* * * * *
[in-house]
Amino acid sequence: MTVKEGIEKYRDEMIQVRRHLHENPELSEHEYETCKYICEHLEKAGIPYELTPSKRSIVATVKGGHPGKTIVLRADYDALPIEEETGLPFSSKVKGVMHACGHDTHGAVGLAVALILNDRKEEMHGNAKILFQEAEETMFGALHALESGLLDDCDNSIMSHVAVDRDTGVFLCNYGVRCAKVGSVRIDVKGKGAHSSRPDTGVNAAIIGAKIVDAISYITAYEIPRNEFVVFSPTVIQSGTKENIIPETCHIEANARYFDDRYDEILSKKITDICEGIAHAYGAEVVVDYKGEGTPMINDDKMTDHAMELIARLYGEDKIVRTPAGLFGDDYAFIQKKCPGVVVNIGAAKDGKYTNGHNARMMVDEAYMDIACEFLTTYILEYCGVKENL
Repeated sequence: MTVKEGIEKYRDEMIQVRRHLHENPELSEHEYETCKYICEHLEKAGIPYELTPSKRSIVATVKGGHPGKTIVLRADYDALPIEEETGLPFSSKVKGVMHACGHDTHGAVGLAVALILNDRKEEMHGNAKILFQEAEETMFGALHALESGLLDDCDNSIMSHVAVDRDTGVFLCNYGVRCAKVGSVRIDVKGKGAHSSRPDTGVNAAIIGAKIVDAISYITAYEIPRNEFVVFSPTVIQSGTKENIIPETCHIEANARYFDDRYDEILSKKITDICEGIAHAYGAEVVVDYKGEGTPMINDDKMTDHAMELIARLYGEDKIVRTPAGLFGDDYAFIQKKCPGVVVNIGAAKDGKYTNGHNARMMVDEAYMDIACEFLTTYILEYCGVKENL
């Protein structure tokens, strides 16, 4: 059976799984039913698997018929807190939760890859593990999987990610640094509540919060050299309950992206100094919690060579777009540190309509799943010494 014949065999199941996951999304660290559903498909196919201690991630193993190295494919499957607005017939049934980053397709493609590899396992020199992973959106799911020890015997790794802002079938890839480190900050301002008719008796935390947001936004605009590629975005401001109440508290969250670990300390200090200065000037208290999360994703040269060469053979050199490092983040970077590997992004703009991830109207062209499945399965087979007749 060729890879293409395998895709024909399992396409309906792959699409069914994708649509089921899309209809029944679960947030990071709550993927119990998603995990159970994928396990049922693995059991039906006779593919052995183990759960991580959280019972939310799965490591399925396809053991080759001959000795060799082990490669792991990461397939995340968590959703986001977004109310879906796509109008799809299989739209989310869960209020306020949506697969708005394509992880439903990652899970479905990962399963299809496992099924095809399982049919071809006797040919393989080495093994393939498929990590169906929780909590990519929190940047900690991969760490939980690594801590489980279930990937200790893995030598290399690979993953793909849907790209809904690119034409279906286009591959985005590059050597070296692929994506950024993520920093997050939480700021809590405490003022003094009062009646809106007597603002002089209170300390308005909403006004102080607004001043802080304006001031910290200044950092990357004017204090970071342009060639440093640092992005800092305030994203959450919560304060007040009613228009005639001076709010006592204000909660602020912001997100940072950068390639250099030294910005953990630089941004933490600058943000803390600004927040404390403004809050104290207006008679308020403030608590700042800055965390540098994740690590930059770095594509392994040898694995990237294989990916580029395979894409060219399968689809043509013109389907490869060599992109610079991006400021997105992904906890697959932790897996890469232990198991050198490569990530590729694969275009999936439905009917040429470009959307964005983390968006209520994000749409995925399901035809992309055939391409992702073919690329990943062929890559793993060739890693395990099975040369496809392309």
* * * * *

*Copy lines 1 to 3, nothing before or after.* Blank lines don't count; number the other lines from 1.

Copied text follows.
[in-house]
Amino acid sequence: MTVKEGIEKYRDEMIQVRRHLHENPELSEHEYETCKYICEHLEKAGIPYELTPSKRSIVATVKGGHPGKTIVLRADYDALPIEEETGLPFSSKVKGVMHACGHDTHGAVGLAVALILNDRKEEMHGNAKILFQEAEETMFGALHALESGLLDDCDNSIMSHVAVDRDTGVFLCNYGVRCAKVGSVRIDVKGKGAHSSRPDTGVNAAIIGAKIVDAISYITAYEIPRNEFVVFSPTVIQSGTKENIIPETCHIEANARYFDDRYDEILSKKITDICEGIAHAYGAEVVVDYKGEGTPMINDDKMTDHAMELIARLYGEDKIVRTPAGLFGDDYAFIQKKCPGVVVNIGAAKDGKYTNGHNARMMVDEAYMDIACEFLTTYILEYCGVKENL
Repeated sequence: MTVKEGIEKYRDEMIQVRRHLHENPELSEHEYETCKYICEHLEKAGIPYELTPSKRSIVATVKGGHPGKTIVLRADYDALPIEEETGLPFSSKVKGVMHACGHDTHGAVGLAVALILNDRKEEMHGNAKILFQEAEETMFGALHALESGLLDDCDNSIMSHVAVDRDTGVFLCNYGVRCAKVGSVRIDVKGKGAHSSRPDTGVNAAIIGAKIVDAISYITAYEIPRNEFVVFSPTVIQSGTKENIIPETCHIEANARYFDDRYDEILSKKITDICEGIAHAYGAEVVVDYKGEGTPMINDDKMTDHAMELIARLYGEDKIVRTPAGLFGDDYAFIQKKCPGVVVNIGAAKDGKYTNGHNARMMVDEAYMDIACEFLTTYILEYCGVKENL